Librarian Proposes Separate Division for LOC Police
Librarian of Congress James Billington announced Tuesday that the Library will seek to create a separate division within the Capitol Police Department as officials plan for the merger of the law-enforcement agencies.
The merger, mandated by the fiscal 2003 omnibus spending bill, will incorporate the Library’s 132-member force with the larger Capitol Police force.
Currently, the Capitol Police patrol the area around the Library as part of their primary jurisdiction, and the two forces are similar in both pay scale and mission, protecting Members of Congress and their staffs, national treasures and tourists.
In testimony before the Senate Rules and Administration Committee on Tuesday, Billington, along with Deputy Librarian Donald Scott, explained that the Library will seek to maintain a separate budget for the division, which would remain under direct control of the librarian.
The librarian would also retain “statuary authority to make rules and regulations for the governance of the Library, including protection of its buildings and grounds, people, collections and other assets,” according to Billington’s written testimony.
“The collections pose a very, very special set of problems,” Billington said, citing as an example: “We have to inspect people very carefully when they leave as well as when they come in because we need to make sure nothing is taken out” of the Library’s collection.
Library officials and Capitol Police Chief Terrance Gainer met March 26 to begin discussing the merger process. As a result, Capitol Police have set aside training space for Library officers and will seek to include the Library in the Capitol’s emergency annunciator system.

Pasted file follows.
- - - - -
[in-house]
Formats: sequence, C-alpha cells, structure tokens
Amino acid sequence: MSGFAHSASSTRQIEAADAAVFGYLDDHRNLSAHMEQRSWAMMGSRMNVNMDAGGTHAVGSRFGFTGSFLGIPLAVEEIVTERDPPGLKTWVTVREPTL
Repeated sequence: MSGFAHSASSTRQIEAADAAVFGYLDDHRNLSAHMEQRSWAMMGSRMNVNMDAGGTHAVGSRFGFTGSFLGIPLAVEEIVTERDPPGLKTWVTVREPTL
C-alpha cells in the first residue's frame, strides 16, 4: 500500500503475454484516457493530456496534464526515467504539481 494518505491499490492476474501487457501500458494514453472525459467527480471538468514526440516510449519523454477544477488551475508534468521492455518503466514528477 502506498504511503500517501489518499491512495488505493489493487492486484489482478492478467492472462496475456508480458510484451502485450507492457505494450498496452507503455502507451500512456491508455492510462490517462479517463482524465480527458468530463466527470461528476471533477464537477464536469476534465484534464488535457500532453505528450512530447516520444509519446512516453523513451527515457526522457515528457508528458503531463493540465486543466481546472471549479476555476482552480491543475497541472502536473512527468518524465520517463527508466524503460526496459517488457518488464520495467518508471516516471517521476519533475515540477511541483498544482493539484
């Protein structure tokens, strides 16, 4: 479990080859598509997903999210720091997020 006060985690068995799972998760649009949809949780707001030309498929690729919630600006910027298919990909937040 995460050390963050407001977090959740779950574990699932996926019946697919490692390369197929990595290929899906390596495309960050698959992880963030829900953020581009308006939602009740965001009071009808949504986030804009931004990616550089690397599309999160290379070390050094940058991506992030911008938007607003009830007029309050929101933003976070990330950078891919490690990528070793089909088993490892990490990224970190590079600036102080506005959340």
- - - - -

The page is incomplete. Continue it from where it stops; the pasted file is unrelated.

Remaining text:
Additionally, the Library has sought to meet the same standards for physical security — such as protective bollards — as the rest of the Capitol complex.
“We think we are in lock-step in trying to improve security across the board,” Scott said.
Capitol Police spokeswoman Jessica Gissubel said she could not discuss details of the merger, which is still in the early stages of planning.
Billington also reviewed the Library’s fiscal 2004 budget request for $576.6 million, an 8.4 percent increase from this year.
Much of the increase will go to finance security measures for the Library’s collection, as well as its buildings and employees. “Security is the most important aspect for this year,” Billington said.
The request includes $17.5 million to fund 62 additional full-time employees, along with an emergency management office and medical emergency coordinator post.
Senate Sergeant-at-Arms Bill Pickle also testified during the hearing; however, his predecessor, Alfonso Lenhardt, presented the bulk of the office’s testimony, including its fiscal 2004 request.
The Sergeant-at-Arms will seek $198 million for the coming year, an increase of nearly 26 percent.
The request includes a 39.5 percent increase for security measures to nearly $21 million from $6 million in fiscal 2003.
The extra funds would pay for $2.7 million in security upgrades for Members’ state offices; $3.3 million for the Office of Security and Emergency Preparedness; $3.7 million for mail and package processing; and $5.3 million for an alternate computing facility.
“There are always opportunities to enhance and better prepare the Senate to survive in any kind of environment,” said Lenhardt, who stepped down March 17.
Lenhardt also said the Senate should provide a legislative mandate to allow for future security upgrades and to permanently establish the emergency preparedness office.